Livelihoods and Development

New Perspectives

Edited by Leo de Haan

This books aims to further develop theory and practice on people-centred development, in particular on the livelihood approach. It focuses on four contemporary thematic areas, where progress has been booked but also contestation is still apparent: power relations, power struggles and underlying structures; livelihood trajectories and livelihood pathways: house, home and homeland in the context of violence; and mobility and immobility.
Contemporary livelihood studies aim to contribute to the understanding of poor people’s lives with the ambition to enhance their livelihoods. Nowadays livelihood studies work from an holistic perspective on how the poor organize their livelihoods, in order to understand their social exclusion and to contribute to interventions and policies that intend to countervail that.

Contributors are: Clare Collingwood Esland, Ine Cottyn, Jeanne de Bruijn, Leo de Haan, Charles do Rego, Benjamin Etzold, Urs Geiser, Jan Willem le Grand, Griet Steel, Paul van Lindert, Annelies Zoomers.

Santa Bárbara’s Legacy

An Environmental History of Huancavelica, Peru

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Nicholas A. Robins

In Santa Bárbara’s Legacy: An Environmental History of Huancavelica, Peru, Nicholas A. Robins presents the first comprehensive environmental history of a mercury producing region in Latin America. Tracing the origins, rise and decline of the regional population and economy from pre-history to the present, Robins explores how people’s multifaceted, intimate and often toxic relationship with their environment has resulted in Huancavelica being among the most mercury-contaminated urban areas on earth. The narrative highlights issues of environmental justice and the toxic burdens that contemporary residents confront, especially many of those who live in adobe homes and are exposed to mercury, as well as lead and arsenic, on a daily basis. The work incorporates archival and printed primary sources as well as scientific research led by the author.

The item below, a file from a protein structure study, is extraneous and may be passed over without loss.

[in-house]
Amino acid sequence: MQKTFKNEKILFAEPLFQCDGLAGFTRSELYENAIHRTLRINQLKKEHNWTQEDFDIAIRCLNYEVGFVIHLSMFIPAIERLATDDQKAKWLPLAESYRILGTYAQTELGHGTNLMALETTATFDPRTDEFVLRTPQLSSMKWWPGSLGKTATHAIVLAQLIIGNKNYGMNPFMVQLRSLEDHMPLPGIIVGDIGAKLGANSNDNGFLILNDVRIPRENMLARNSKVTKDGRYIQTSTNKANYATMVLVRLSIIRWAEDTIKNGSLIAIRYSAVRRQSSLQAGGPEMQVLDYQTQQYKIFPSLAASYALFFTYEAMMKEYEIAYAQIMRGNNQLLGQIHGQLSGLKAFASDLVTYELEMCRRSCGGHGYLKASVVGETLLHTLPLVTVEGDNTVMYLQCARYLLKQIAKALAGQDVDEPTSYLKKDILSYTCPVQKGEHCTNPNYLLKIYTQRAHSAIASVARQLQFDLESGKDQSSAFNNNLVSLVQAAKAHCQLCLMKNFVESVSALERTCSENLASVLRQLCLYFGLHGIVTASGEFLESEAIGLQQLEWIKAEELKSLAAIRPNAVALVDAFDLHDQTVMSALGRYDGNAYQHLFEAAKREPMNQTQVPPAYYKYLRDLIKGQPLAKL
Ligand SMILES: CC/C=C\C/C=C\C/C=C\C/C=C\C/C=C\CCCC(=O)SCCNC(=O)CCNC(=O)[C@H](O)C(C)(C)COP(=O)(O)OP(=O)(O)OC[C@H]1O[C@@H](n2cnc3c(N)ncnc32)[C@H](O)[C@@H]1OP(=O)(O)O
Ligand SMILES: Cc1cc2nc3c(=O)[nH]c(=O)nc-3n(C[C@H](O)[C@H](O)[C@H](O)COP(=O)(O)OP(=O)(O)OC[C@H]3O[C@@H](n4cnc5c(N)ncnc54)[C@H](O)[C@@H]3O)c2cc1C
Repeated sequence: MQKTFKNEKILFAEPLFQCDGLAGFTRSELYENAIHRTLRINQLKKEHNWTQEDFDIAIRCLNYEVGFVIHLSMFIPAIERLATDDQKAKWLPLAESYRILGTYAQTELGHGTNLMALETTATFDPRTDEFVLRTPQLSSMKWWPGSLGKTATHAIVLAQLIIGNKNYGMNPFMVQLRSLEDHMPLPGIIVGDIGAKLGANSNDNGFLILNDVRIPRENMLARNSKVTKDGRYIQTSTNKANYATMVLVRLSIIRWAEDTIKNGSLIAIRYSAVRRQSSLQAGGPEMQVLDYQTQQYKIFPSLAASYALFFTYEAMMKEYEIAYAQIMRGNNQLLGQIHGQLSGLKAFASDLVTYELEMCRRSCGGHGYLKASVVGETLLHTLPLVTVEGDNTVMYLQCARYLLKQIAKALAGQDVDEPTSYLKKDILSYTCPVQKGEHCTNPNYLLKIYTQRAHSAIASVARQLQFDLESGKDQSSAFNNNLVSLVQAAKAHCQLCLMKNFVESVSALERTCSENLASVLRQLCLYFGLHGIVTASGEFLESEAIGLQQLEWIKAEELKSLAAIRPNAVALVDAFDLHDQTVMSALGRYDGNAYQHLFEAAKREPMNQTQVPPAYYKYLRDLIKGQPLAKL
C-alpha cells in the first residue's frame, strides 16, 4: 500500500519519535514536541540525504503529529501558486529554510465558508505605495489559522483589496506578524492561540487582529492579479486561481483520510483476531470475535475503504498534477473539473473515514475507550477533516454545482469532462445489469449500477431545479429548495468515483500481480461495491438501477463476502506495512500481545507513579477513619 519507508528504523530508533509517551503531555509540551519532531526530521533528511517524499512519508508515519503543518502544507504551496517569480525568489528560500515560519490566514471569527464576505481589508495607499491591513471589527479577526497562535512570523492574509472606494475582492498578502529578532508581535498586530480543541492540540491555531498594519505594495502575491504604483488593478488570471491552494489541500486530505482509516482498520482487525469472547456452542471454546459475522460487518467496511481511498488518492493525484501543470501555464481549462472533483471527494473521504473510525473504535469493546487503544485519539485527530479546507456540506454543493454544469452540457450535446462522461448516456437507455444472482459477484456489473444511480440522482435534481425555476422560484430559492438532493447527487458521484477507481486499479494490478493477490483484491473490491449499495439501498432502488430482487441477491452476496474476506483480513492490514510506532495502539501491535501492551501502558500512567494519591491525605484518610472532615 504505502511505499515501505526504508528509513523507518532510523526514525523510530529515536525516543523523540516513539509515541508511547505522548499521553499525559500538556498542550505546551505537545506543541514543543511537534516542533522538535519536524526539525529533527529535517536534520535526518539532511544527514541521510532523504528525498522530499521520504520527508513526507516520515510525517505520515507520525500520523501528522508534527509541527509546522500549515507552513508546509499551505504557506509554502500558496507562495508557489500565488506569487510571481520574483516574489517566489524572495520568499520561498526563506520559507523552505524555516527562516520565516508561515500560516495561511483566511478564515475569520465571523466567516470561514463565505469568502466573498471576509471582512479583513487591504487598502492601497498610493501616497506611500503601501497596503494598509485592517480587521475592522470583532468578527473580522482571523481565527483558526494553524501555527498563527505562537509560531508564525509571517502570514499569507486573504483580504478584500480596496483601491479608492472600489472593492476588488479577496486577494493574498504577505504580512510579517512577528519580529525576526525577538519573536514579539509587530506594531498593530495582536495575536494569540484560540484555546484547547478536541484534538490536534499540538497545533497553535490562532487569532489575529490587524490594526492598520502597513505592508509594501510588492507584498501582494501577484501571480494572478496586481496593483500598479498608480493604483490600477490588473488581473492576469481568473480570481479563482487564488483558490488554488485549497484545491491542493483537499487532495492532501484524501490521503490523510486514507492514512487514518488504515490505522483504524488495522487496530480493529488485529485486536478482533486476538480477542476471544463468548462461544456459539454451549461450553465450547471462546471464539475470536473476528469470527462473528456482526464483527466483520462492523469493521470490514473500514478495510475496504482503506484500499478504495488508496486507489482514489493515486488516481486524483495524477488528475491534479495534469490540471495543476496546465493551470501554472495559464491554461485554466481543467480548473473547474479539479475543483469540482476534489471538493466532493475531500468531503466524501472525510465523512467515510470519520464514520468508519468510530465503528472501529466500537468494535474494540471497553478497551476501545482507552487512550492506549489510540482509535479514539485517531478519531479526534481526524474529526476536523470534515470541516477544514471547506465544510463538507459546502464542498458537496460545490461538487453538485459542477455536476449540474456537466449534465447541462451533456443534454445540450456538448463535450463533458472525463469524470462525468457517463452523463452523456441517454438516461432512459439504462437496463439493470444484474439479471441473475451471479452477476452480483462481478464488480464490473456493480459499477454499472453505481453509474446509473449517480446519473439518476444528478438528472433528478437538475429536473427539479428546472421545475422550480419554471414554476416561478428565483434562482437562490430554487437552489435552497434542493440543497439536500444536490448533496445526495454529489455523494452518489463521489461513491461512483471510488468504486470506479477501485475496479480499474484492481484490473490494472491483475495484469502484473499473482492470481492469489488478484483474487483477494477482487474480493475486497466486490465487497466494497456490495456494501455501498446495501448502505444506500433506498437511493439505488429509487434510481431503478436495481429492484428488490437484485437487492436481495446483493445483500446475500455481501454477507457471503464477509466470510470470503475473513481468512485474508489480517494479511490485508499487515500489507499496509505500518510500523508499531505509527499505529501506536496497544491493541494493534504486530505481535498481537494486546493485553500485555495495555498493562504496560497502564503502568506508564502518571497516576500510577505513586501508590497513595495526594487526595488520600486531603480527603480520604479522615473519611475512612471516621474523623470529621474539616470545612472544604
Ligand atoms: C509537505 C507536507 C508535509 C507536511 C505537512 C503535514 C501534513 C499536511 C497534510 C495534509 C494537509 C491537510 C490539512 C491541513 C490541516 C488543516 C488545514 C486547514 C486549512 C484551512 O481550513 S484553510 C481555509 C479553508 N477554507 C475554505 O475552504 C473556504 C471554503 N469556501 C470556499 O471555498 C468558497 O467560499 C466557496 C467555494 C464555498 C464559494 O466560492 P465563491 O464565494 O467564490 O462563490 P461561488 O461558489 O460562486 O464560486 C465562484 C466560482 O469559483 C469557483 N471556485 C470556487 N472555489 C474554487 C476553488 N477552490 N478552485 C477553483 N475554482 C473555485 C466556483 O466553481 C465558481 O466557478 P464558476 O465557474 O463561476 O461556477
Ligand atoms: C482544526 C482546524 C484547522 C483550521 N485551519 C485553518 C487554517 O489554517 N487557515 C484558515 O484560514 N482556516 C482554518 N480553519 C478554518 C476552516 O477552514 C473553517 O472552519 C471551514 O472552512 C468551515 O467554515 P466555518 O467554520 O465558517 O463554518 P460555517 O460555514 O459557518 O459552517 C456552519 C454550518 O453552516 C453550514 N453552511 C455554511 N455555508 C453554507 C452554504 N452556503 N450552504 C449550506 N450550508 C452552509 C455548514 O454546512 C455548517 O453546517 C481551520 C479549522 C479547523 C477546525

Founding Father

John J. Wynne, S.J. and the Inculturation of American Catholicism in the Progressive Era

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Michael F. Lombardo

In Founding Father, Michael F. Lombardo provides the first critical biography of John J. Wynne, S.J. (1859-1948). One of the most prominent American Catholic intellectuals of the early twentieth century, Wynne was founding editor of the Catholic Encyclopedia (1907) and the Jesuit periodical America (1909), and served as vice-postulator for the canonization causes of the first American saints (the Jesuit Martyrs of North America) and Kateri Tekakwitha.

Lombardo uses theological inculturation to explore the ways in which Wynne used his publications to negotiate American Catholic citizenship during the Progressive Era. He concludes that Wynne’s legacy was part of a flowering of early-twentieth century American Catholic intellectual thought that made him a key forerunner to the mid-century Catholic Revival.